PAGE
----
Presentation on theme: "Elbow, Forearm, Wrist & Hand. Dislocated Elbow n Def: Dislocation of the radius and/or ulna. Usually it is a posterior dislocation of both bones. n MOI:"— Presentation transcript:
Elbow, Forearm, Wrist & Hand
Dislocated Elbow n Def: Dislocation of the radius and/or ulna. Usually it is a posterior dislocation of both bones. n MOI: A fall on the outstretched arm with the elbow hyperextended or a severe twist with the elbow flexed.
n S/Sx: Severe pain and disability. Obvious deformity. Profuse hemorrhage and swelling. Complications include: injury to the median and radial nerves and to the major blood vessels and arteries. n Tx: Apply cold and pressure immediately, then a sling and refer to a doctor. Reducing an elbow dislocation should never be attempted by anyone other than a physician.
Olecranon Bursitis n Def: inflammation of the olecranon bursae of the elbow n MOI: fall on or blow to the tip of the elbow n S/Sx: obvious localized swelling n Tx: ice, rest, NSAIDs and protective padding
Epicondylitis n Medial epicondylitis: u Def: inflammation of the origins of the flexors at the medial epicondyle u MOI: repetitive forceful flexion of the wrist u Also known as pitcher’s elbow or little league elbow
n Lateral epicondylitis u Def: inflammation of the origin of the extensors at the lateral epicondyle u MOI: repetitive forceful extension of the wrist u Also known as tennis elbow
n S/Sx: pain over the attachment point and pain with either wrist flexion (medial epicondylitis) or wrist extension (lateral epicondylitis) n Tx: rest, NSAIDS, ultrasound u Brace or tape below the elbow joint u stretch
Colles’ Fracture n Def: A fracture to the distal end of the ulna and/or radius. n MOI: A fall on the outstretched hand, forcing the radius and ulna backward and upward
n S/Sx: In most cases there is forward displacement of the radius that causes deformity of the wrist. Positive percussion and compression test. n Tx: Apply ice, splint the wrist and refer to a doctor. Athlete will be out 1-2 months.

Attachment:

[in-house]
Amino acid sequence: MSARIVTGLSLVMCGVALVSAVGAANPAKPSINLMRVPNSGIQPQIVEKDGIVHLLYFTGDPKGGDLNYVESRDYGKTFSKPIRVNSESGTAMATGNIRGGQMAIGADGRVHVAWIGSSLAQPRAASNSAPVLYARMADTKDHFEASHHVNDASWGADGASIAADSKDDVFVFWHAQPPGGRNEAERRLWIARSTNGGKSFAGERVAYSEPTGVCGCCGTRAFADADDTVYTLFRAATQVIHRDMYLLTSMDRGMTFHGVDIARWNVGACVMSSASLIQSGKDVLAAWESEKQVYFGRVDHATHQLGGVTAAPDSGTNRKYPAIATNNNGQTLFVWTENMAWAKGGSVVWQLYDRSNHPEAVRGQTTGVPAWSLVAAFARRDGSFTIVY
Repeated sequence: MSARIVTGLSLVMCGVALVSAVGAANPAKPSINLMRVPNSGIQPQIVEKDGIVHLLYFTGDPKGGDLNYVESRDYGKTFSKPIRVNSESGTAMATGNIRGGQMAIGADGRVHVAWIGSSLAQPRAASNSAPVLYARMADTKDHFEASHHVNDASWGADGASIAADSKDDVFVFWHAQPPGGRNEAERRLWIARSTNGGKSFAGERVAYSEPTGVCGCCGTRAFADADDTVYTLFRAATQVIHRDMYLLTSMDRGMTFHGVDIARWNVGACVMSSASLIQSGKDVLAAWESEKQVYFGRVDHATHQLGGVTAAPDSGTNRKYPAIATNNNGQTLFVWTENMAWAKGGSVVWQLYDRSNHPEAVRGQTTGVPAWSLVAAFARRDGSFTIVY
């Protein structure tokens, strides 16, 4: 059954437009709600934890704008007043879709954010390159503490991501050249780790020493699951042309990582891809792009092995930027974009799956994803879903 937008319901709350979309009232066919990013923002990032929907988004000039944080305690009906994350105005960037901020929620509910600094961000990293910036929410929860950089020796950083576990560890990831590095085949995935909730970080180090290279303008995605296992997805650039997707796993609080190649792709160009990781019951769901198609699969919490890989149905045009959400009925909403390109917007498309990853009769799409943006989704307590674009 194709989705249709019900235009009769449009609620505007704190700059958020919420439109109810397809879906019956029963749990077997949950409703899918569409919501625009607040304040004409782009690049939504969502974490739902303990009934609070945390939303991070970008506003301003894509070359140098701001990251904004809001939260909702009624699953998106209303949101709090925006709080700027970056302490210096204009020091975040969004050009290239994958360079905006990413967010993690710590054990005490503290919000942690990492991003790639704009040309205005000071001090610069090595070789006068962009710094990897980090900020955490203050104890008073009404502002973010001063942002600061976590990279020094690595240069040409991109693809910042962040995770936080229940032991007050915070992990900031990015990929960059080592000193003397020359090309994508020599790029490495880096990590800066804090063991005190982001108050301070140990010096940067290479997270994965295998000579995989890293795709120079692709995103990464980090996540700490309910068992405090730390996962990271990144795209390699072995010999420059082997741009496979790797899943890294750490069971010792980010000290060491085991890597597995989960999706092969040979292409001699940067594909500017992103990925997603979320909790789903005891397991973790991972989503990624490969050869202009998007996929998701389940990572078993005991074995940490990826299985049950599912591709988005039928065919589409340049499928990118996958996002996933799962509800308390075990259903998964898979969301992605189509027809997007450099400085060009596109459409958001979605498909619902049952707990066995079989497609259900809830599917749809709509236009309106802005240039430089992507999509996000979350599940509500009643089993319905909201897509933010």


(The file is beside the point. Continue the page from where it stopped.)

n Def: An avulsion of the extensor tendon usually along with a piece of bone. n MOI: Common in sports, particularly baseball and basketball. Caused by a blow to the tip of the finger. Mallet Finger
n S/Sx: Inability to extend the tip of the finger DIP joint (distal interphalangeal joint) n Tx: Ice, x-ray and splint the joint in extension
Boutonniere Deformity n Def: A rupture of the extensor tendon of the middle phalanx. n MOI: A blow to the tip of the finger.
n S/Sx: The athlete complains of severe pain and the inability to extend the PIP (middle) joint. The PIP joint is fixed in flexion and the DIP (end) joint is fixed in extension. n Tx: Apply ice and splint finger with the middle joint in extension. Refer to a doctor.
Jersey Finger n Def: Rupture of flexor digitorum profundus tendon off distal phalanx n MOI: most often occurs in the ring finger when the athlete tries to grab the jersy of an opponent
n S/Sx: DIP joint is fixed in extension, inability to actively flex DIP joint, can passively flex it, pain and point tenderness over distal phalanx. n Tx: Tendon needs to be surgically repaired or athlete will never be able to flex DIP joint. Rehab lasts approximately 12 weeks.
Gamekeeper’s Thumb n Def: A sprain of the ulnar collateral ligament of the MCP joint of the thumb. n MOI: A forceful abduction of the thumb, occasionally combined with hyperextension of the thumb.
n S/Sx: Point tenderness over the ulnar aspect of the MCP joint. Pain with or inability to grip. Positive valgus stress test. n Tx: RICE, NSAIDs, splint the thumb close to the hand. In cases of severe disability refer to a doctor.
Dislocated Finger n Def: A dislocation of any joint in the finger. Usually, the first of second joint is displaced dorsally. n MOI: A blow to the finger, usually directed from the palmar side upward.
n S/Sx: Obvious deformity. Inability to move injured joint. n Tx: Dislocations may be reduced without doctor referral. After reduction, ice and a splint should be applied. If a fracture or tendon rupture is suspected refer to a doctor. n Note: never reduce a dislocated thumb!
Navicular fracture n Def: fracture of the navicular/scaphoid bone. Most commonly fractured carpal bone n MOI: fall on an outstretched hand
n S/Sx: often appears to be a wrist sprain. Increased pain with palpation in the anatomical snuff box. Swelling in anatomical snuff box. Pain when pressure is applied to long axis of thumb n Tx: ice, immobilize, refer to doctor. Cast for about 4 months
n Complications: u The scapoid has a poor blood supply u If not immobilized properly part of the bone will not heal u That part of the bone will die due to avascular necrosis u May result in arthritis
Just Because It Looks Cool
Open Dislocation of Thumb n Def: Dislocation of thumb which breaks the skin. n MOI: Direct blow to the thumb. n S/Sx: Pretty obvious n Tx: Reduce the dislocation using sterile gloves. Place sterile gauze over injury and send immediately to a doctor.